Man dies after attack by dog previously seized by police and returned to owner
A 52-year-old man has died after being attacked by a dog which had been returned to its owner despite concerns that it was dangerous.
West Yorkshire Police said David Ellam was out walking with his Yorkshire terrier in Huddersfield on Monday when he was attacked by another dog . He died later in hospital.
The incident has been referred to the Independent Police Complaints Commission (IPCC) because the dog involved in the attack was seized by officers earlier this month but returned to its owner a week ago after it was determined it was not a banned breed.
A woman who said she was Mr Ellam's cousin wrote on Facebook: "There was nothing accidental about this, it was a tragic incident that should never have happened and correct measures were not taken to ensure this situation wouldn't arise.
"We hope that in the coming days, a true representation of what happened yesterday will come to light and end all speculation. At this point, there is nothing to gain from finger pointing or blaming of dangerous dogs or their owners - a man has died in one of the most horrific ways possible, and we should focus on making sure this never happens again rather than playing the blame game."
A 29-year-old man, the owner of the dog, was arrested in connection with the incident and later released on police bail.
Jamie Hanson, 24, a neighbour of the victim who lives in Sheepridge, told the Huddersfield Daily Examiner that a kitchen knife was thrown to the victim as he was attacked but he did not use it.
Mr Hanson said: "The guy just ended up passing out. He was unconscious, the poor guy. They threw him the knife but he wouldn't use it. When the police came an officer used a fire extinguisher from the car to get the dog off."
Police living in the quadrangle of homes around where the attack happened on Riddings Road said the dog, believed to be called Alex, was kept chained up for much of the time by its owner who lives in the first floor of one of the maisonettes.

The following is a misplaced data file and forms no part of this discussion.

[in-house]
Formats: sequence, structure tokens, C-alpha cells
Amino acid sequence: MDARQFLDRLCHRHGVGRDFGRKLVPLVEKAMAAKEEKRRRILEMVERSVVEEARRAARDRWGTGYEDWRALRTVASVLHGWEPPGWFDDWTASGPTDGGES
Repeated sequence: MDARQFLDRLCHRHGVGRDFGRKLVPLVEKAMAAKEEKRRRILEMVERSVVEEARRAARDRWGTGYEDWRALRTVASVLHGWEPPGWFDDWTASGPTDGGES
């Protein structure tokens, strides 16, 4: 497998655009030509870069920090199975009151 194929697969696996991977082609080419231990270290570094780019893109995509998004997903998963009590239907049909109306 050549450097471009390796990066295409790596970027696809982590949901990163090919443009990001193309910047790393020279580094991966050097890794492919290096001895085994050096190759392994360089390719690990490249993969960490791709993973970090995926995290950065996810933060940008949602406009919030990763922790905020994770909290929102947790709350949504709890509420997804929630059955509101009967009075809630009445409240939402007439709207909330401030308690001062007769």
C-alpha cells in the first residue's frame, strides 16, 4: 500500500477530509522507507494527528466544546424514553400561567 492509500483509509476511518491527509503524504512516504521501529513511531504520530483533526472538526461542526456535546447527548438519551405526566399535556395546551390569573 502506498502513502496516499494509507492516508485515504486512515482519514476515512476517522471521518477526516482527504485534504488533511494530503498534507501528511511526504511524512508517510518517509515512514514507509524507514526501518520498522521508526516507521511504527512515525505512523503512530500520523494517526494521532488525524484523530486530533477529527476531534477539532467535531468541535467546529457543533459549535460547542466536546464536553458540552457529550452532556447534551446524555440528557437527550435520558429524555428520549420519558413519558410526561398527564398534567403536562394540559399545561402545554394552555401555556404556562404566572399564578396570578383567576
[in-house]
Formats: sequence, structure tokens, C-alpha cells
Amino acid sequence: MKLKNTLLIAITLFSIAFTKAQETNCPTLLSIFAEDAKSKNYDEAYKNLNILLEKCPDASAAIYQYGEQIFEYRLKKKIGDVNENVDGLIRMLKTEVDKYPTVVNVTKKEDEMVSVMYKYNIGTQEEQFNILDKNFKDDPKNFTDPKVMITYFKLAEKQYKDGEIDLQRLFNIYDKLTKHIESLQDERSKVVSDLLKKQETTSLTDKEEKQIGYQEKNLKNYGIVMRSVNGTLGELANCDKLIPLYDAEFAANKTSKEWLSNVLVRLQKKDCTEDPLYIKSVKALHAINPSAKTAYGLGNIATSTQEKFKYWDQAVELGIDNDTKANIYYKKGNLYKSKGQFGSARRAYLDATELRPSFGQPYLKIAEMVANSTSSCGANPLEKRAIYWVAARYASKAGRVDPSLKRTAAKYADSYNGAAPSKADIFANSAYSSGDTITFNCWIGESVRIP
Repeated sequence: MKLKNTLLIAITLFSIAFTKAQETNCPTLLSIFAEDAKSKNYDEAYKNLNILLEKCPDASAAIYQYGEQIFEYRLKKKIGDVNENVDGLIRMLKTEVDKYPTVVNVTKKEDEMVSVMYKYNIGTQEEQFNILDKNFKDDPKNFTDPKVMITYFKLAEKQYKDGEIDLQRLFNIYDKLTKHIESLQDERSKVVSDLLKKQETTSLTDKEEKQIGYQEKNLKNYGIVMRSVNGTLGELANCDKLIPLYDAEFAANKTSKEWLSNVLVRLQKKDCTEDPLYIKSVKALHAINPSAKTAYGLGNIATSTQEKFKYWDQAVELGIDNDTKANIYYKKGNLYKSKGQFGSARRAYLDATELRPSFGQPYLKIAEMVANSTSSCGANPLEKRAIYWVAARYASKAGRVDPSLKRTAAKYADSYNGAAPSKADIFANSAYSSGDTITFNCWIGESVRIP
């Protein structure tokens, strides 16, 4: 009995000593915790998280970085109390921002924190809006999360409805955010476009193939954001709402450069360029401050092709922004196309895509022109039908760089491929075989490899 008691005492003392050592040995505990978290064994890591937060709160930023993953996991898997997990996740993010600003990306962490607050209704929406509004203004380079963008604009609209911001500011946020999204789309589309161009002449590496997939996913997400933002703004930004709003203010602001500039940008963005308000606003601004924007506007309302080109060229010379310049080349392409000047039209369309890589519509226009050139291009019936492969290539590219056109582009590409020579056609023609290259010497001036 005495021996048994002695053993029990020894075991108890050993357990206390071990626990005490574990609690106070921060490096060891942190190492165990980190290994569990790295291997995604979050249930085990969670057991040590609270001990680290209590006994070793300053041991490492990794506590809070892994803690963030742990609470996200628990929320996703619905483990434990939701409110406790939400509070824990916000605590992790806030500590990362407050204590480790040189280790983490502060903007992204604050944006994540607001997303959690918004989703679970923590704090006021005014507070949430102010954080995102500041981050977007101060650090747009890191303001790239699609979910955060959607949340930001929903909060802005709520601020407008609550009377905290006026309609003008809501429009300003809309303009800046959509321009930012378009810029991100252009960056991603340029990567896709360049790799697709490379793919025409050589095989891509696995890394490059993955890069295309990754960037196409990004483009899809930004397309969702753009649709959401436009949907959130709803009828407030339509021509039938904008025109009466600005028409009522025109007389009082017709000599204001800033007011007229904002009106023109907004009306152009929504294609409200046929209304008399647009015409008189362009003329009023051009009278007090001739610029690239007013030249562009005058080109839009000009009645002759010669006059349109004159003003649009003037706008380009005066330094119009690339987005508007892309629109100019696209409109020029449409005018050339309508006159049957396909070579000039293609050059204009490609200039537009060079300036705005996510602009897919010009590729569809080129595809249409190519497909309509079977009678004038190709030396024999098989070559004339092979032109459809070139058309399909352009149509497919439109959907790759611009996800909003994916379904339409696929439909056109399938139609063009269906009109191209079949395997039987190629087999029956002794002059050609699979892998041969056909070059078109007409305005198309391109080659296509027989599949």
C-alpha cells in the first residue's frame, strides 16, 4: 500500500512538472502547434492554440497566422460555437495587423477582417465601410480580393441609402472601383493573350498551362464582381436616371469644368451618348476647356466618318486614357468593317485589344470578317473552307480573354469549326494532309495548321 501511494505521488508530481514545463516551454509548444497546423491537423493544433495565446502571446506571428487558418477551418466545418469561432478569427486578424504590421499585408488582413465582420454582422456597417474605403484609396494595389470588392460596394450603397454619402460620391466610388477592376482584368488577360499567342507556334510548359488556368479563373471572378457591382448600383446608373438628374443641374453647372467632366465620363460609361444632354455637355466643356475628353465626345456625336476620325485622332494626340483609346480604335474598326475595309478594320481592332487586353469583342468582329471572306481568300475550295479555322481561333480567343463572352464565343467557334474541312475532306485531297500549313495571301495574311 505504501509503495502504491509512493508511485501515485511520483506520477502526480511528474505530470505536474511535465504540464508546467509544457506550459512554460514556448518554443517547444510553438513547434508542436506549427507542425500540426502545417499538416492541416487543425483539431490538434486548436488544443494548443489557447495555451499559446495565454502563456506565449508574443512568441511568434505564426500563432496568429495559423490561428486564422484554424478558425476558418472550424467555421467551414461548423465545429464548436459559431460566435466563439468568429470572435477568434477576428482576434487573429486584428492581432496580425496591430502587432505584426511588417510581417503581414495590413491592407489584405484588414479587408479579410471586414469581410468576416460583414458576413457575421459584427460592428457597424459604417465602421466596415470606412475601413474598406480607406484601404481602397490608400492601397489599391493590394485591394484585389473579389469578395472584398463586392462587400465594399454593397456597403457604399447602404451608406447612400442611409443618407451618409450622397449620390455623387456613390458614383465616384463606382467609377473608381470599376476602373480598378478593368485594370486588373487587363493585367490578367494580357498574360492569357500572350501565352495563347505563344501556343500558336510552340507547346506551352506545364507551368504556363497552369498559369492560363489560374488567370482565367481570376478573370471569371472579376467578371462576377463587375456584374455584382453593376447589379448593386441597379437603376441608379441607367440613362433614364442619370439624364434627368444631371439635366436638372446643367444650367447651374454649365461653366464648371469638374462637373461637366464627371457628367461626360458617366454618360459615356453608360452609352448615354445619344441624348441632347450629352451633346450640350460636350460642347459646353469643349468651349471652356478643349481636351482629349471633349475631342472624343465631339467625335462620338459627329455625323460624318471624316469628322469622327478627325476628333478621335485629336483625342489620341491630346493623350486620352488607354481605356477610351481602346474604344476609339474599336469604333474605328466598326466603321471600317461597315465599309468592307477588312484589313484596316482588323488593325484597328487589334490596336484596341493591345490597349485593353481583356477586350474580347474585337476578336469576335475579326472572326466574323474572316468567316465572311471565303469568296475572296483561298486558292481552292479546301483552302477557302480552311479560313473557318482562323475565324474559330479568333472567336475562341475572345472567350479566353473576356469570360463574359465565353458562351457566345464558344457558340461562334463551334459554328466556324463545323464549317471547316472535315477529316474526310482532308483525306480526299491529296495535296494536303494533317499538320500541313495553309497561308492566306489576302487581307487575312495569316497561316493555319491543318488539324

Residents said the street was swamped by police on Monday but on Tuesday afternoon there was no sign of any investigation activity all all.
Detective Chief Inspector Mark Swift said: "Clearly our thoughts go out to the family at this tragic time. They are understandably devastated by what has happened and are being supported by specially trained officers.
"Our investigation is continuing. We believe that the victim was out with his own dog at the time of the attack near to his home address on Riddings Road. His dog, a Yorkshire terrier, was also injured during the incident and received emergency veterinary care."
He said the suspect dog was captured and taken to kennels.
Officers from West Yorkshire Police were called at 9.48am on Monday and found Mr Ellam with serious injuries. He was taken to Huddersfield Royal Infirmary but pronounced dead at 9pm.
A force spokesman said that i n June a dog warden visited the address where the suspect animal was being kept following concerns from members of the public.
A referral was made to police amid fears the animal may be a dangerous breed, he said.
The spokesman said: " As a result, the same dog was seized by police and, following a screening, it was determined the animal was not a banned breed under the Dangerous Dogs Act. The dog was returned to its owner on August 8."
Carol Hanson, a friend of Mr Ellam's partner, told the BBC: "It had been locked up already for biting somebody. It's only been out for five days. Why did they let that dog go? Why did they let that dog back out when it was vicious?
"What needs to be looked at is these dangerous dogs shouldn't be let back out, should they, once they have bitten somebody that should be it. They shouldn't get a second chance."